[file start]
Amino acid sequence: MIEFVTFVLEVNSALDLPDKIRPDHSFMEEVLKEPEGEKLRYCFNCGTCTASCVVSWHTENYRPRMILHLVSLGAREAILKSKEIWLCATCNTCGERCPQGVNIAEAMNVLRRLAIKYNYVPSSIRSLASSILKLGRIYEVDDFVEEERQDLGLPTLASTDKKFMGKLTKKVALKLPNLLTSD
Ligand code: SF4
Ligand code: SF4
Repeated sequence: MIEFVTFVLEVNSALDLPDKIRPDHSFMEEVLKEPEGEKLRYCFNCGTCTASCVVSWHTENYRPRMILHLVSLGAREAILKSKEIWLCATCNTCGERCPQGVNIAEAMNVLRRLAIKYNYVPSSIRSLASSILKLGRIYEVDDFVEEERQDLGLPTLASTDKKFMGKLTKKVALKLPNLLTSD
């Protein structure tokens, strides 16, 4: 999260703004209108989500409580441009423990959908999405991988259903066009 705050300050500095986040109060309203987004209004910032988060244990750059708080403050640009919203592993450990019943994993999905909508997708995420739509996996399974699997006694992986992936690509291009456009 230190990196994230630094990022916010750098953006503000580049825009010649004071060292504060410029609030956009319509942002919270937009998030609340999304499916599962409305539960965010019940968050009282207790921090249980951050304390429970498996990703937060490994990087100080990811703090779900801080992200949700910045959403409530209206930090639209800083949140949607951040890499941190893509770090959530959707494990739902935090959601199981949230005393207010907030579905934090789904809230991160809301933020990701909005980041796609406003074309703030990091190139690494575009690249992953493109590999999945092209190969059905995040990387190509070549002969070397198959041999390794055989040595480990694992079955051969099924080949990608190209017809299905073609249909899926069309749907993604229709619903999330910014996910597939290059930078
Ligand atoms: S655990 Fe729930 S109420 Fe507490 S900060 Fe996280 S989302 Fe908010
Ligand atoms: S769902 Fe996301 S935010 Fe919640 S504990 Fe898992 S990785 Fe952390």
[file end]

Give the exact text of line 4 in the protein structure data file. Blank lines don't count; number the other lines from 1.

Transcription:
Repeated sequence: MIEFVTFVLEVNSALDLPDKIRPDHSFMEEVLKEPEGEKLRYCFNCGTCTASCVVSWHTENYRPRMILHLVSLGAREAILKSKEIWLCATCNTCGERCPQGVNIAEAMNVLRRLAIKYNYVPSSIRSLASSILKLGRIYEVDDFVEEERQDLGLPTLASTDKKFMGKLTKKVALKLPNLLTSD